ICCA 2020 Edinburgh


Arb-med-arb in 13th Century Scotland

Incholm Abbey v William de Hercht - Arbiters, Arbitrators and Amicable Compositors in the Late Middle Ages

Written by Brandon Malone, Solicitor Advocate and Arbitrator, Brandon Malone & Company, Chairman, Scottish Arbitration Centre

The Longshanks arbitration (1290)

In the year 1290, the death of Margaret the Maid of Norway, heir to the Scottish throne, brought Scotland to the brink of civil war. John Balliol and Robert Bruce each staked their claim as rightful successor, their competing claims based on the strength and proximity of their familial connection to William the Conqueror.

Unable to reach agreement, and in an attempt to avoid armed conflict, they turned to an arbiter to resolve the conflict: Edward I (‘the Longshanks’) of House Plantagenet, King of England, subsequently known by the sobriquet ‘the Hammer of the Scots.’ This turned out to be a bad idea (see aforementioned sobriquet).

Whilst it is fair to say that the rules of natural justice were not as well developed in the thirteenth century as they are now, and that there were no real guidelines for arbitrator conduct, Edward took improper advantage of his appointment, demanding that he be appointed as judge of the matter as the acknowledged overlord (rather than simply an arbiter in the dispute between Bruce and Balliol) and putting himself forward as the rightful King of the Scots, which even then counted as a conflict of interest.

This was not a good advertisement for arbitration, and the guardians of Scotland might be criticised for being so naive as to invite the Longshanks to exercise any sort of jurisdiction. However, arbitration took a number of different forms in Scotland at the time, and it is only fair to look at the matter in context.

The Inchcolm Abbey arbitration (1240)

These distinctions of form are illustrated in the earlier case of Inchcolm Abbey v William de Hercht, which dates from 1240.

Inchcolm is an island that sits in the Firth of Forth between Edinburgh and Fife. A boundary dispute regarding the island’s Abbey arose and was referred to arbitration. The arbiters were unable to reach a decision and advised the parties to submit to amicable composition. The parties agreed, and the arbiters took on the role of amicable compositors, eventually resolving the dispute.

The facts of the case are not as interesting as the regime under which it was conducted. At the time, it was common to confer a multiple jurisdiction upon the tribunal – to act as arbiters, arbitrators, and amicable compositors – to proceed in the way they considered most appropriate.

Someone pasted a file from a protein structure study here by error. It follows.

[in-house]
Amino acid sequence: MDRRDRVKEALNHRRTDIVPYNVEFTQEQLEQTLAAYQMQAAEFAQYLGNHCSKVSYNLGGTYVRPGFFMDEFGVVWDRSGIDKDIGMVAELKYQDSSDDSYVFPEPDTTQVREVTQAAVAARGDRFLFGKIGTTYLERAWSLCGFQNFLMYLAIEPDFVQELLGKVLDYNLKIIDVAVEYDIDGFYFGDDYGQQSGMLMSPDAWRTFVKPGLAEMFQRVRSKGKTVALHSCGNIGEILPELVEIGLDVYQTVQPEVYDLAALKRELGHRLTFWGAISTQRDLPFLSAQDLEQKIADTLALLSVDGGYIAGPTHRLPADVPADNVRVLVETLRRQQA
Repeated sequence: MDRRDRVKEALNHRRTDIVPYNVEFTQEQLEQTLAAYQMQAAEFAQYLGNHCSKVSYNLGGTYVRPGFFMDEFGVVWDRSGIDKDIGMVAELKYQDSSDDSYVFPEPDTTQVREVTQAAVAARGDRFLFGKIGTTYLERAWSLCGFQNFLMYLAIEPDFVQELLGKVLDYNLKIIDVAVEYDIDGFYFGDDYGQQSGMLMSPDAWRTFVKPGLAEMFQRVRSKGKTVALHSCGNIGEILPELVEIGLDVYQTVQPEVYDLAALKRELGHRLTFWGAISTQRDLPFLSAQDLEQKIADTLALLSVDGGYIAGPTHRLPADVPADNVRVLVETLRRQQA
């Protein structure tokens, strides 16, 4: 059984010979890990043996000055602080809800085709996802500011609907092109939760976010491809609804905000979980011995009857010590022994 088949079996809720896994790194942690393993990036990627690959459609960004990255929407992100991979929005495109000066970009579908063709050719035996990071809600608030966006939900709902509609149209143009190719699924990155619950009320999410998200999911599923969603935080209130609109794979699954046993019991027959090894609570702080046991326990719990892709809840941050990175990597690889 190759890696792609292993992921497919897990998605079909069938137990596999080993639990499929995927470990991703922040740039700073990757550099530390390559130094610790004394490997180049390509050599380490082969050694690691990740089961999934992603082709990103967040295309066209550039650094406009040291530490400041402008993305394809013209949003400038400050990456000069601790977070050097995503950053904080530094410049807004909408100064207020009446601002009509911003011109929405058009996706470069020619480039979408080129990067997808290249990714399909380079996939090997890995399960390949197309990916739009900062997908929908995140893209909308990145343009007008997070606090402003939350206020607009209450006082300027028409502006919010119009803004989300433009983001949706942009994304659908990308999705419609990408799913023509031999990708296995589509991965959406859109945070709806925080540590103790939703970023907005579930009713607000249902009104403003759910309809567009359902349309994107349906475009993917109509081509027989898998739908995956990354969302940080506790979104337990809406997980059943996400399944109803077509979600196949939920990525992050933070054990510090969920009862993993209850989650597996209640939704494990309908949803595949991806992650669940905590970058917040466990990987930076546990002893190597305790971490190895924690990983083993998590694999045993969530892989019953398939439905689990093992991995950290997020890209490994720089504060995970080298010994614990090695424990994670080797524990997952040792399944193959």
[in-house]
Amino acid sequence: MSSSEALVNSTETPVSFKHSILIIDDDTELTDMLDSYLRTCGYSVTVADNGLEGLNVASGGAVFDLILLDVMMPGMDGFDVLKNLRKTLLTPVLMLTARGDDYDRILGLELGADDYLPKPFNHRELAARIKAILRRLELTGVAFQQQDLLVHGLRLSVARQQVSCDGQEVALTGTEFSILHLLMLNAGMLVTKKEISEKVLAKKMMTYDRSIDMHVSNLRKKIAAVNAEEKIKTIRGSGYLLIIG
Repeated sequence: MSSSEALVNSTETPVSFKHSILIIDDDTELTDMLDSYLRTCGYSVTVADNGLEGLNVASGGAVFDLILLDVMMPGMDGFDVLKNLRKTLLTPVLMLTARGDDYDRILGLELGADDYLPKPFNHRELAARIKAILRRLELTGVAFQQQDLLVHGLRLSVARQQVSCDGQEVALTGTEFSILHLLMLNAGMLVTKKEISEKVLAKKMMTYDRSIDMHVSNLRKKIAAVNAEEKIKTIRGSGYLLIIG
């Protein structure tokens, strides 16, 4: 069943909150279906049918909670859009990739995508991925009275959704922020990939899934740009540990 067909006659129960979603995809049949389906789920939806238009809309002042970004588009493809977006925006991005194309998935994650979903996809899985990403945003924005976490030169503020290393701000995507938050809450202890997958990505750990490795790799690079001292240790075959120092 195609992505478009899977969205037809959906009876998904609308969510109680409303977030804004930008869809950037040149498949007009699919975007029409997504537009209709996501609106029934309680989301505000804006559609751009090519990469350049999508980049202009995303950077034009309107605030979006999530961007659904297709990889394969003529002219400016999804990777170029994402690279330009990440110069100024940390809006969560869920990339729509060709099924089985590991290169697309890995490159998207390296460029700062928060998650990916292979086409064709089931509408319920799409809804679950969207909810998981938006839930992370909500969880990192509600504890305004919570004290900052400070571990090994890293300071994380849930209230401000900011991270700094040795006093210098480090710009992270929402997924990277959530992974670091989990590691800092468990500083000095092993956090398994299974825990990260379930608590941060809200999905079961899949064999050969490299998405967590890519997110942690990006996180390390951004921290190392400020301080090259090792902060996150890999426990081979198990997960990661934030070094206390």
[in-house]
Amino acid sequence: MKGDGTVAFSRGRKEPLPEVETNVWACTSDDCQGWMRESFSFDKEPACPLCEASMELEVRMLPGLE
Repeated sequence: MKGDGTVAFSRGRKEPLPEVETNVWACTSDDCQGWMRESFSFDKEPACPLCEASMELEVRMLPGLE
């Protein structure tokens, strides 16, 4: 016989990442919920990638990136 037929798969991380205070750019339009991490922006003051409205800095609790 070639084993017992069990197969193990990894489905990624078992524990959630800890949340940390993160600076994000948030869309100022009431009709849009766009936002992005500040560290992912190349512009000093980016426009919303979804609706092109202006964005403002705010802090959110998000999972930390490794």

At the time of the Inchcolm Abbey case, arbiters were required to determine the dispute according to the law. Arbitrators, on the other hand, had a great deal more freedom to consider fairness and equity and were not bound by procedure. Amicable compositors were expected to act more like mediators, facilitating a settlement. By conferring jurisdiction to act as arbiter, arbitrator, and amicable compositor, the parties gave the tribunal the maximum procedural flexibility -- in a kind of medieval arb-med-arb.

The Arbitration (Scotland) Act 2010

Eventually, the roles of arbiter and arbitrator became confused and legalistic arbitration under an arbiter became the only real option (although the historic term ‘arbiter’ was only replaced with ‘arbitrator’ with the introduction of the Arbitration (Scotland) Act 2010)).

Under the modern law, the Inchcolm Abbey tribunal’s failure to reach a decision would be regarded as a serious irregularity.

The law has also moved on in its approach to the division of roles. If the parties so agree, an arbitral tribunal can decide a case on the basis of on the basis of general considerations of justice, fairness or equity, rather than strictly according to the law, but the arbitrator does not have the power to act as a mediator or conciliator, and risks a challenge on natural justice grounds if a settlement is suggested to the parties.

Of course in some parts of the world, parties are quite accepting of a tribunal switching between adjudicative and facilitative roles, and as hybrid forms of dispute resolution gain increased currency it is interesting to consider a similar system operating successfully in medieval Scotland.

Appeal to the Pope

As for Bruce, Balliol and the Longshanks, ultimately, King Robert the Bruce (grandson of the original party to the dispute) had to apply to the ultimate court of appeal at the time -- the Pope – in the Declaration of Arbroath to settle the matter for good. An appellate court for international arbitration, however, is a subject for another article.

(This article was first published in ICCA Newsletter # 12, August 2016)    

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